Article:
No matter what your company does, no matter what each of your employees does, no matter what their title, they are all in sales. Let me repeat that: Everyone in your company is a sales rep.
Unless each employee thinks of themselves as a sales rep, you are losing more sales than you even know about.
The other side of that equation is that everyone, and I mean, everyone, your employees come in contact with is a potential buyer.
With that knowledge, you might want to change the way everybody on your staff deals with everyone they come in contact with. Let me give you an example: You are an accounting firm. I call to try to sell you newspaper advertising. The young, inexperienced person, probably getting minimum wage, answers the phone. She's abrupt, maybe even rude. She believes her job is to screen calls and protect her boss. Without even consulting anyone, she tells me that her firm is not interesting in advertising right before tax season. She says the firm is too busy. When I press on, she suggests that I call after tax season. But hold on. I was offering a special section to run before tax season, to try to drive business to accounting firms before April 15. But she was rude and told me the firm was "too busy."
This is wrong on so many counts.
First, if she's arrogant and nasty to me now, how would she treat me if I were a client? I probably would not be interested in finding out. If I need accounting services or even if someone in editorial asks me to suggest someone they can quote in a story, this firm will not be on my list. So already, they've lost out twice - once with a potential a client and a second time on free publicity.
Second, there are few businesses that really have "too much business" - especially in this economy. If her boss heard the conversation, his eyes would roll. "Too much business?"
OK, there are a few instances, where a company actually has "too much business." Take the example of the deli that does special meals or platters for Rosh Hashana, the Jewish new year, or Thanksgiving. They have a limited staff, limited capacity and limited time. Unless they hire on additional staff, they can only produce a certain amount of meals that meet their high standards. If they take more than that, there's a chance that their quality might drop or they might make mistakes. In that case, there is a real limit to what they can handle. And they indeed might have to turn away orders that come in too late to accommodate them.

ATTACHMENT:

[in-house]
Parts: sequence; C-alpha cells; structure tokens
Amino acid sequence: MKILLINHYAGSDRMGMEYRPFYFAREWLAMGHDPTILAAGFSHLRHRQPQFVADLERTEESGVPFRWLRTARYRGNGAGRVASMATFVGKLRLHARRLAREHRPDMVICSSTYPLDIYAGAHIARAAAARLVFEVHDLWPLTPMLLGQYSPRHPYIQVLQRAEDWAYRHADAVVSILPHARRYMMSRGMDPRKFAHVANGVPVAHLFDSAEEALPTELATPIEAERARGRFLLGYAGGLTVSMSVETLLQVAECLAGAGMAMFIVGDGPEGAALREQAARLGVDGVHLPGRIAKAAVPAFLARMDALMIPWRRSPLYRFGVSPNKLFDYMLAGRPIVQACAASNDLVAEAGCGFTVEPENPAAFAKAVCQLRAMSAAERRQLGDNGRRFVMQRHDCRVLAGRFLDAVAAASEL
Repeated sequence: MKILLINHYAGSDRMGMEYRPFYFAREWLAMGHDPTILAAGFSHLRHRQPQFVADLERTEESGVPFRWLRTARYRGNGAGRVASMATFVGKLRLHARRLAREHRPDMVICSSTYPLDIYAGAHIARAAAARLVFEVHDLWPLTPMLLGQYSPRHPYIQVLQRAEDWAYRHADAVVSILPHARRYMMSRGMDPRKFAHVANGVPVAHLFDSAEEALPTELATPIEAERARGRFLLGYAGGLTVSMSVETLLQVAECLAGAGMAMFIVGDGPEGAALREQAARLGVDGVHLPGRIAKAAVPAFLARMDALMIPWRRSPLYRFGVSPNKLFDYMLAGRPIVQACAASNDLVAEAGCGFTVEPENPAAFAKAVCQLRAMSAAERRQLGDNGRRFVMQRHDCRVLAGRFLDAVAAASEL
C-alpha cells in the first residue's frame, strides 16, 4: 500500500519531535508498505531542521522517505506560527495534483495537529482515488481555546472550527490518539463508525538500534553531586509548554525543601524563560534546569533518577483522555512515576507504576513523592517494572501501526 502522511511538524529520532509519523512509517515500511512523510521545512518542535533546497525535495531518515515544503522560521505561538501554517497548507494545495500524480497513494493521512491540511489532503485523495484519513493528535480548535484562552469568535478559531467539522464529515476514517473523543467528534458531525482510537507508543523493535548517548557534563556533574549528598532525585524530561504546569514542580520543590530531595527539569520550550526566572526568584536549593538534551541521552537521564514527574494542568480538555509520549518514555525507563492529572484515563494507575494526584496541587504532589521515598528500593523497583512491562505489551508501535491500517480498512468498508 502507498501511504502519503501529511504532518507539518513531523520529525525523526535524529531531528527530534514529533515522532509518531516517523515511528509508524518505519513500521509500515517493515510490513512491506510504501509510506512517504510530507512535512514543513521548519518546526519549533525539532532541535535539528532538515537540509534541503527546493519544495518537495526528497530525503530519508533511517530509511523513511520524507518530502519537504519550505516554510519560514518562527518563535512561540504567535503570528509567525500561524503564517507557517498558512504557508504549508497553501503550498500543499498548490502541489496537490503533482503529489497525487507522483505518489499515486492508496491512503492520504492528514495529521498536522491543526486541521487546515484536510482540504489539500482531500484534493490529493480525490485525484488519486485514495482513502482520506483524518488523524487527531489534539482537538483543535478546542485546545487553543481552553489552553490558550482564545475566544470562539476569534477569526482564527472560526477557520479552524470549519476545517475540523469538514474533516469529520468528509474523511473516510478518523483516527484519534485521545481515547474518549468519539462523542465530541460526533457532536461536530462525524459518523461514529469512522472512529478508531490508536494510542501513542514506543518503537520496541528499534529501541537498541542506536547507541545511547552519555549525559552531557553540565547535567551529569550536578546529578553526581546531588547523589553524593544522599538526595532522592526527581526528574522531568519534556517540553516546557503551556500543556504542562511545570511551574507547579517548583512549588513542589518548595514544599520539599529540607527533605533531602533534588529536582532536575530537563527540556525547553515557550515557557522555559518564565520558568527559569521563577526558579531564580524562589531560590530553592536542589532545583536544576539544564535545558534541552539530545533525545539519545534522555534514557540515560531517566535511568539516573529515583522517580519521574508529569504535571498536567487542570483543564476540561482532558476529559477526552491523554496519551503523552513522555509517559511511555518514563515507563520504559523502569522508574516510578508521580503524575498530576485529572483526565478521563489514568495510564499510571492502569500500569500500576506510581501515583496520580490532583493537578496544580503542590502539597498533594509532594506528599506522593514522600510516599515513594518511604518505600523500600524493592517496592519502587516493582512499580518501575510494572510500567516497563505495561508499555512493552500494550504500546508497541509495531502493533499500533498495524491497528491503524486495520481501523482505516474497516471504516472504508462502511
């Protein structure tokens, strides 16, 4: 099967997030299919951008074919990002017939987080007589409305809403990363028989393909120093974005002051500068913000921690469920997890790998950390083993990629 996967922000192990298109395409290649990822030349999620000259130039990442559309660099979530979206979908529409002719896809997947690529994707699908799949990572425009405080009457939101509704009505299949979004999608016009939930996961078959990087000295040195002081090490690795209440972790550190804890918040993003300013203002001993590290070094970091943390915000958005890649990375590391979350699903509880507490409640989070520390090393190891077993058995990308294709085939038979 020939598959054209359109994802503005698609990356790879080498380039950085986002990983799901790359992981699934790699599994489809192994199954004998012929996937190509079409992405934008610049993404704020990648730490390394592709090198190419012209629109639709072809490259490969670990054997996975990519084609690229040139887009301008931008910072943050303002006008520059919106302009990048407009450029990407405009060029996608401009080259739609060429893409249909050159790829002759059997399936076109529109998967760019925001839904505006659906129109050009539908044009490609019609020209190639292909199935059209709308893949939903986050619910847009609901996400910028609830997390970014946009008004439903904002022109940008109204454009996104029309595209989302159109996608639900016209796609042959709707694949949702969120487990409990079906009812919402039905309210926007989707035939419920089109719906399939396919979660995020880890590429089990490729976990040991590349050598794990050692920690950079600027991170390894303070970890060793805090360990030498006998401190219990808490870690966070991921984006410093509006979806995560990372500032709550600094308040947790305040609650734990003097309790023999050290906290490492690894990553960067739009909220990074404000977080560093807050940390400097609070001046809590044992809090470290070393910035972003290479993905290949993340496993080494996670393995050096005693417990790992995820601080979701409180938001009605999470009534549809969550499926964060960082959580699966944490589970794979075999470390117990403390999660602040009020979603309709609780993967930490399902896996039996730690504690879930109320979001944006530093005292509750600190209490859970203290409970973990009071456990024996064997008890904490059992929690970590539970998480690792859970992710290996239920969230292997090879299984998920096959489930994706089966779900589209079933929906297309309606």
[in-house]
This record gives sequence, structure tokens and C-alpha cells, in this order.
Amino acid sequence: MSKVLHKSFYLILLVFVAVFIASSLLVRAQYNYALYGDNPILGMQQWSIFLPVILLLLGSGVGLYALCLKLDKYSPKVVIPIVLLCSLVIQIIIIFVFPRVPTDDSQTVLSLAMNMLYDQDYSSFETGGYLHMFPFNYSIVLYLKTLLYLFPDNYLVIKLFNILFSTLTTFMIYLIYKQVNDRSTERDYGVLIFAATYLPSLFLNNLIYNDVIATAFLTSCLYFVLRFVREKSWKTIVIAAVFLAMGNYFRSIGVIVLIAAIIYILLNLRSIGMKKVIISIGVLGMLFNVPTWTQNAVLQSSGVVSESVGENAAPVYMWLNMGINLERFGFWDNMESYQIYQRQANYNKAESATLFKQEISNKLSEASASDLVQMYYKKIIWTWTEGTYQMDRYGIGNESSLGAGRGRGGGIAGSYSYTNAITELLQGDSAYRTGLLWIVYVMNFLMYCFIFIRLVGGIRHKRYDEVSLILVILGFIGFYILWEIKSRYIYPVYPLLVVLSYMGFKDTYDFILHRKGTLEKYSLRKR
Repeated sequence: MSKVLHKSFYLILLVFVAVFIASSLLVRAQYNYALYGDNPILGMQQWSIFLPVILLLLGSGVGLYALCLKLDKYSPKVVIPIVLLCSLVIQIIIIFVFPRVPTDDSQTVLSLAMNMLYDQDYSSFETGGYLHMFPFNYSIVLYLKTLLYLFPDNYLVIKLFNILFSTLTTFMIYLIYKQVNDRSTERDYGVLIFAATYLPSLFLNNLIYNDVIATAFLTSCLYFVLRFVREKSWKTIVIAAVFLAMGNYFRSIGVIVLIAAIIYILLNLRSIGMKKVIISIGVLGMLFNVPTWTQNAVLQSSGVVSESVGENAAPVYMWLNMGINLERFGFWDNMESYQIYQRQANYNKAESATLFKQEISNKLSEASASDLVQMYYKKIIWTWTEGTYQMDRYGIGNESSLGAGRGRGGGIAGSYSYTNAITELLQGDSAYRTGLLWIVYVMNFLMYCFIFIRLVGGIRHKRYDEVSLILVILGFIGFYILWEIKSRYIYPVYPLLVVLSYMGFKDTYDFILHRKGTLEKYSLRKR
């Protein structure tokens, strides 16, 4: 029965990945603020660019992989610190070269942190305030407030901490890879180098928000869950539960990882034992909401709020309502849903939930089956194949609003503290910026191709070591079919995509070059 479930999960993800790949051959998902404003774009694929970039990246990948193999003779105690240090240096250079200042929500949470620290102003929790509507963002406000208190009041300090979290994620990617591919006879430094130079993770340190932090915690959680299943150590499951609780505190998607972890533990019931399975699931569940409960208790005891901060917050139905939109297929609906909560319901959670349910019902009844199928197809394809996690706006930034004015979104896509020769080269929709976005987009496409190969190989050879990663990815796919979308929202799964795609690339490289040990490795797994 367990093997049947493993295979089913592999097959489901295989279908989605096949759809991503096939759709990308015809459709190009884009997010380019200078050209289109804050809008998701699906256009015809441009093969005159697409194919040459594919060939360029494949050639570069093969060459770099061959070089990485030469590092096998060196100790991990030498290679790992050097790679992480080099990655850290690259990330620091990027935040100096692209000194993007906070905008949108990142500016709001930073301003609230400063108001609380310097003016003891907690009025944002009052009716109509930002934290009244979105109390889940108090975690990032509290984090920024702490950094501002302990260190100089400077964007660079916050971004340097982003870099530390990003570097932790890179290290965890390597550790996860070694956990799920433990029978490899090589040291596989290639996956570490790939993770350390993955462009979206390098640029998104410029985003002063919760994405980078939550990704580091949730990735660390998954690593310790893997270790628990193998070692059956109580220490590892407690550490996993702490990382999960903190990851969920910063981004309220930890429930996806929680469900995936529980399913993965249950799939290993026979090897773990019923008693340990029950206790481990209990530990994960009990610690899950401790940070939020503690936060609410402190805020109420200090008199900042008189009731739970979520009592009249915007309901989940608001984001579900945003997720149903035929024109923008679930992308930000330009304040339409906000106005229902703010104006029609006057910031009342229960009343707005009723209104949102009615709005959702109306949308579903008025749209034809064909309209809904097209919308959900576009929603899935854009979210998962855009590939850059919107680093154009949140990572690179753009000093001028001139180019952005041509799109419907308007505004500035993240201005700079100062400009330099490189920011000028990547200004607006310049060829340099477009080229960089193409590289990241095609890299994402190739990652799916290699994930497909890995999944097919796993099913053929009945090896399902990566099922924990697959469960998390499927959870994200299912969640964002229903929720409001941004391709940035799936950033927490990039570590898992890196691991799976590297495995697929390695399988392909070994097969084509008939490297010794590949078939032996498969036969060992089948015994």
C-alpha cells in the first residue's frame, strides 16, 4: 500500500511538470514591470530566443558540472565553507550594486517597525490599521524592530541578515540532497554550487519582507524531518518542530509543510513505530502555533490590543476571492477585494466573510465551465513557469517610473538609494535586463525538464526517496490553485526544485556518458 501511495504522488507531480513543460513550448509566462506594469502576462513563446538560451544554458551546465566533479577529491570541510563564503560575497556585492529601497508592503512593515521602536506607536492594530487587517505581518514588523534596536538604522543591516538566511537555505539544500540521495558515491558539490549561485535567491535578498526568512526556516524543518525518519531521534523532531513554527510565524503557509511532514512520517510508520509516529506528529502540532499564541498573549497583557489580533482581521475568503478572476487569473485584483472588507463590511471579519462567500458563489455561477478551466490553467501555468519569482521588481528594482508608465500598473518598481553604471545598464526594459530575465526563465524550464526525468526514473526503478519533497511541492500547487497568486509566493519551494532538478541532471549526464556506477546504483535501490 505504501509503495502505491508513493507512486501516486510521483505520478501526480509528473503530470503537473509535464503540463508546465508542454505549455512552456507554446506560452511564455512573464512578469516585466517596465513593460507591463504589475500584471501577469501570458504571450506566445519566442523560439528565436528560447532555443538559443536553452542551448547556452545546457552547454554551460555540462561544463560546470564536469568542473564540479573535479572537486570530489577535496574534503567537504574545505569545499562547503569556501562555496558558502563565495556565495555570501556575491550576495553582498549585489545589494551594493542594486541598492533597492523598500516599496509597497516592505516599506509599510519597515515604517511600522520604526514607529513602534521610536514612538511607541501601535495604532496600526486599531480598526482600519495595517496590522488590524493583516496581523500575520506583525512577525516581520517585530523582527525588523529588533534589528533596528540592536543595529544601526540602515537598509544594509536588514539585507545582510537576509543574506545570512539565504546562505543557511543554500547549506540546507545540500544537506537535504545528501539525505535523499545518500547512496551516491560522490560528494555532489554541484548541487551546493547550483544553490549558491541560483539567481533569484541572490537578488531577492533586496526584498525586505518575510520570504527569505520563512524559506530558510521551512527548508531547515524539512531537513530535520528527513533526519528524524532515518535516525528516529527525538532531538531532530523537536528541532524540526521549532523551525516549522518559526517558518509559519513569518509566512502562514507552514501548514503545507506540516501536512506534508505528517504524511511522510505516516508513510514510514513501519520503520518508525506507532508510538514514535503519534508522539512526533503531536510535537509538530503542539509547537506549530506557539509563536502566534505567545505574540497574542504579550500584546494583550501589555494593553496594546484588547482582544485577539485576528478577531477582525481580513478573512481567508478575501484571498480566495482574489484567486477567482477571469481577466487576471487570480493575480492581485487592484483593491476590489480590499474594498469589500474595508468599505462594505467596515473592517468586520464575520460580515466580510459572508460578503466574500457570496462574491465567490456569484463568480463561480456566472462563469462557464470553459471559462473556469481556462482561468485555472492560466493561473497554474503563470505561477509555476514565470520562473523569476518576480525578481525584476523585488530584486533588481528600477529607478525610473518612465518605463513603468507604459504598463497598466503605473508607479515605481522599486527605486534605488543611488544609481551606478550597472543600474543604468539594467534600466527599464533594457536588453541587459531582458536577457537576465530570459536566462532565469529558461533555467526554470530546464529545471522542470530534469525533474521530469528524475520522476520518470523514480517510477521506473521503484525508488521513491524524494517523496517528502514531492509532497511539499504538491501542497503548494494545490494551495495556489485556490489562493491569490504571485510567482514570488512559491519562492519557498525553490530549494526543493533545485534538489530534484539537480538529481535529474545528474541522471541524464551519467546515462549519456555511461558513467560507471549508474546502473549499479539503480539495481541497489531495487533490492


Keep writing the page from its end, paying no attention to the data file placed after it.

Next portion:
But the accounting firm isn't that way. If the firm all of sudden got an additional wave of business, they have other options. In many cases, they can get the clients extensions. All of a sudden, there is more time to do the work. In the additional time, they could also bring in more employees to do the work. So your sales person/receptionist lost the sale and she didn't even know it.
Here's another. One of your junior accountants is at a cocktail party. Someone asks what she does. She explains her job. But then she starts talking about how the firm really messed up the taxes for a big account.
Here we go again. One of your sales people who didn't really know she's in sales did everything she could to scare business away. Do I really want a firm to handle my business when they just made a mess out of someone else's problems? I doubt it.
Let's try for another.
The UPS is making a pick up at the accounting firm. Meanwhile, the boss has spotted some really dumb work by one of the more junior accountants. The boss has had it and starts yelling at the top of his lungs. But he doesn't realize or doesn't care that he has an audience of more than his employees. The UPS man is listening to and watching everything.
The UPS man is a taxpayer. Maybe he is thinking of starting a small business. He's going to need an accountant. You can be sure, after this performance, he'll find his accounting expertise some place else. Now you know that we'll all in sales, how do you make sure that your employees are selling your firm rather than unselling it?
• Make sure they understand what you do.
• Make sure they treat everyone as if they were the firm's largest client - with kindness and respect. That includes that kid who delivers your takeout lunches.
• Make sure they know enough to know what they don't know. And have the intelligence to ask questions.
• Make sure they know they can tell a caller or a visitor: "I don't know the answer to that, but I'll find out and get right back to you."
• Make sure if they have problems with the business, they talk to a supervisor to solve them in the business.
• Be sure you communicate well to your employees. Let them know what's really going on so facts are not replaced by wild rumors like "sales are down. It looks like they'll have to lay off half the staff."
• Make sure they understand the concept that in addition to everything else they do, they are selling or unselling the company in everything they do.
Ron Ostroff has been a reporter, editor, publisher, newspaper owner and advertising account executive. He does marketing, public relations and media consulting. He lives in Edison. Contact him at (732) 690-2318 or firstname.lastname@example.org
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